Tuesday, June 5, 2012

Small Beautiful Moving Parts [2011]

MPAA (Unrated)  Roger Ebert (3 Stars)  Fr. Dennis (3 Stars)

IMDb Listing -
Roger Ebert's Review -

The first thing to know about the small, independent film Small Beautiful Moving Parts (written and directed by Annie Howell and Lisa Robinson) playing at Chicago's Facets Multimedia Theater between June 1-7, 2012 is that it is actually a feature-length film born of a remarkably creative web-tv series called Sparks.  The film and series follow the life of Sarah Sparks (played in both the web-series and in the film by Anna Margaret Hollyman) a late-twenty something turning thirty something woman living in New York City with her boyfriend Leon (played again in both the web-series and in the film by Andre Holland).

What makes Sarah's character fresh/interesting is that she describes herself as having a gift of "relating well to technology" even as she admits (and the viewer soon sees) that she probably relates better to technology than to people.  Thus she makes for an interesting character as many/most of us would know a person or two who would seem similarly gifted/challenged.  Perhaps what makes her even more interesting is that Sarah is a young woman rather than a more stereotyped "male geek."  So more can perhaps be done with her character than with a male one.

The purpose of the feature-length film after the release at least six episodes in the web-series appeared to present a bit of Sarah's back-story.  How did she become the person that she's become?  Well, a good place to start would be with her family.

Finding herself pregnant, she finds herself characteristically quite ambivalent about it.  When her pregnancy test comes out positive, she seems more interested in the font of the digital display declaring her "pregnant" than in the fact that indeed she's expecting ("That's a remarkably nice font for a throwaway" she muses).  Later at the doctor's, she appears more interested in the technology behind the ultrasound producing the image of her daughter developing in her womb than in (her) daughter herself.  (Sarah's boyfriend appears far more happy/excited about the development).  Perhaps to try to sort herself out while she still can, Sarah by then 6 months pregnant, decides fly back to California and reconnect with sister and (divorced) parents.   Much (in terms of an indie style character study) ensues ...

Sarah's sister Angie (played by Sarah Rafferty) along with her husband already have a small daughter and are all into organics and various other novel/trendy parenting theories even as Angie throws a baby-shower for Sarah.

Dad, Henry (played by Richard Hoag), who appears to be a retired engineer living out Santa Barbara-way, and who clearly first turned Sarah on to technology believes himself to be in an internet/Skype relationship with a woman more-or-less his age in Brazil (to her he's "Henrique..." ;-).  Sarah helps fix his Skype connection but sort-of rolls her eyes as he tries to impress her with the Portuguese that he's learned over the past ... well has it been only weeks or has it been months? It's not clear ... but dad does seem to be happy as does the Brazilian woman who we soon see on his on his screen.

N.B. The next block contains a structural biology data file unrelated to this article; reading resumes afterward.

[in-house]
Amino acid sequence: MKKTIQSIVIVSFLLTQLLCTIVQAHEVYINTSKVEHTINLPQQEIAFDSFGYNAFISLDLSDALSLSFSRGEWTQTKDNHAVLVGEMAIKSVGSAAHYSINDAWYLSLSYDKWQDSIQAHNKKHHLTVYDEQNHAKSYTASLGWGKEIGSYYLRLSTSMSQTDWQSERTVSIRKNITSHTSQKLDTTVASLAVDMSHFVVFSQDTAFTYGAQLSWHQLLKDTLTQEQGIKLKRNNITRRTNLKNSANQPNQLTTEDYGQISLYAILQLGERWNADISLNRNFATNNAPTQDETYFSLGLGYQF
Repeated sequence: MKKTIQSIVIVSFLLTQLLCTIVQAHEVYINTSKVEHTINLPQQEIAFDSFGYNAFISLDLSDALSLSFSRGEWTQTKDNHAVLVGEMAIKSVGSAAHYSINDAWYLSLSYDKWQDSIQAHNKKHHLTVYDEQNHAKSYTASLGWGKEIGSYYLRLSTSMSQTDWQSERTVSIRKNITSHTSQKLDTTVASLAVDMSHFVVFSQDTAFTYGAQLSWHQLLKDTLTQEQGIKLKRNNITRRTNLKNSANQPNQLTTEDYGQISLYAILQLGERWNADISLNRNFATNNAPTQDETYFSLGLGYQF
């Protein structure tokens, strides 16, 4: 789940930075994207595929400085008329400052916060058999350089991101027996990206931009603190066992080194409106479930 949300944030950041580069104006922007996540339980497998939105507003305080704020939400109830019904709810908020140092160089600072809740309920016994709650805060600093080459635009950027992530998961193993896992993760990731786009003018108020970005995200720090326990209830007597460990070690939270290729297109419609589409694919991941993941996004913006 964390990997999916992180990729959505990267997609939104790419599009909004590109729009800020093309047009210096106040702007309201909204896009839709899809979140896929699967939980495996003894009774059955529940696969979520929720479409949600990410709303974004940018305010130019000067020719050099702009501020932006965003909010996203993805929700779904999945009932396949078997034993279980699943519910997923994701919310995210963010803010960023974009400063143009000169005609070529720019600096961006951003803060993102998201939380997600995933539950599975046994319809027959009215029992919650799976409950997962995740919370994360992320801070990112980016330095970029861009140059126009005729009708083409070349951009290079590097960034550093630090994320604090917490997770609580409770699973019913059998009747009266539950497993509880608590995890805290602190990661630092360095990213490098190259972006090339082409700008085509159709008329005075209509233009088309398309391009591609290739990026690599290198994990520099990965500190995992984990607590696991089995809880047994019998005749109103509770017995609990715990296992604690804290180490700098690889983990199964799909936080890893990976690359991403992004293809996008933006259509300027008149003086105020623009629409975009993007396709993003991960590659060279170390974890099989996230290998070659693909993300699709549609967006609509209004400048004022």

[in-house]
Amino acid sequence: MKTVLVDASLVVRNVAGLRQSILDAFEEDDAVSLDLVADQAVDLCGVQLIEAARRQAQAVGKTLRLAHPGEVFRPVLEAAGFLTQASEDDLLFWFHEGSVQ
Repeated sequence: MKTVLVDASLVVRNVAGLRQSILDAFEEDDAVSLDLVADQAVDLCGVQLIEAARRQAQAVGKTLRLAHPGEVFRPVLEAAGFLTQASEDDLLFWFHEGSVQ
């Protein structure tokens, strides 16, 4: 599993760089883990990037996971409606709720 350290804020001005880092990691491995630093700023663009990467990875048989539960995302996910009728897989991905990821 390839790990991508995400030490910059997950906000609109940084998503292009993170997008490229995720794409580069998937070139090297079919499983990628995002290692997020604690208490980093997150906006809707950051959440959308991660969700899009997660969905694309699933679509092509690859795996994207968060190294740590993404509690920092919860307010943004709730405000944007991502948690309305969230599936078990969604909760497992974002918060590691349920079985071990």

The most problematic appears to have been Ma', named Margorie (played by Mary Beth Peil), who had apparently left dad and her daughters to ... one guesses ... "to find herself"/"follow her bliss."  Where is she now?  Apparently "off the grid" somewhere in Arizona.  Sarah's, who's gone this far, armed with a GPS decides to seek her out ... only to find that her GPS will fail her and right outside of Vegas, where now disoriented she has to crash at Leon's sister Towie's (played by Susan Kelechi Watson) for the night.  Afterwards, Sarah has to face Arizona's hinterlands armed only with a map and her own voice to occasionally ask for directions.

How did the at long last meeting with ma' turn out?  Well, I've probably written more than enough...  So, I'd just say that this is a movie of our time.  We still prefer movies that end happily, but happy endings that strain credibility are no longer allowed...

Anyway, I found the movie to be refreshing.  Yes, that Sarah and Leon are not married is something that has to irritate a Catholic film-critic like myself, especially one like me, who is a priest.  Yet at the same time I do appreciate and applaud the freshness of Sarah's character and of the series that has been built around her.  And even though "mom" wasn't exactly represented well in this picture, as a representative of a hopefully still "Good Mother Church" I do hope that Sarah and Leon do eventually get married.  In the meantime, I do sincerely applaud the originality of this project and wish its creators the best in their endeavors.

Why?  Because I continue to believe in the opening words of the Second Vatican Council's closing document, the Pastoral Constitution on the Church in the Modern World (Gaudium et Spes) that: "The joys and the hopes, the griefs and the anxieties of the [people] of this age, especially those who are poor or in any way afflicted, these are the joys and hopes, the griefs and anxieties of the followers of Christ. Indeed, nothing genuinely human fails to raise an echo in their hearts. For theirs is a community composed of [people]. United in Christ, they are led by the Holy Spirit in their journey to the Kingdom of their Father and they have welcomed the news of salvation which is meant for [everyone]. That is why this community realizes that it is truly linked with [humanity] and its history by the deepest of bonds."   So much about this little film/series is "about our times."  If we don't acknowledge films/series like this, seek to talk about them, seek to dialogue with them, then where are we and where are we heading?

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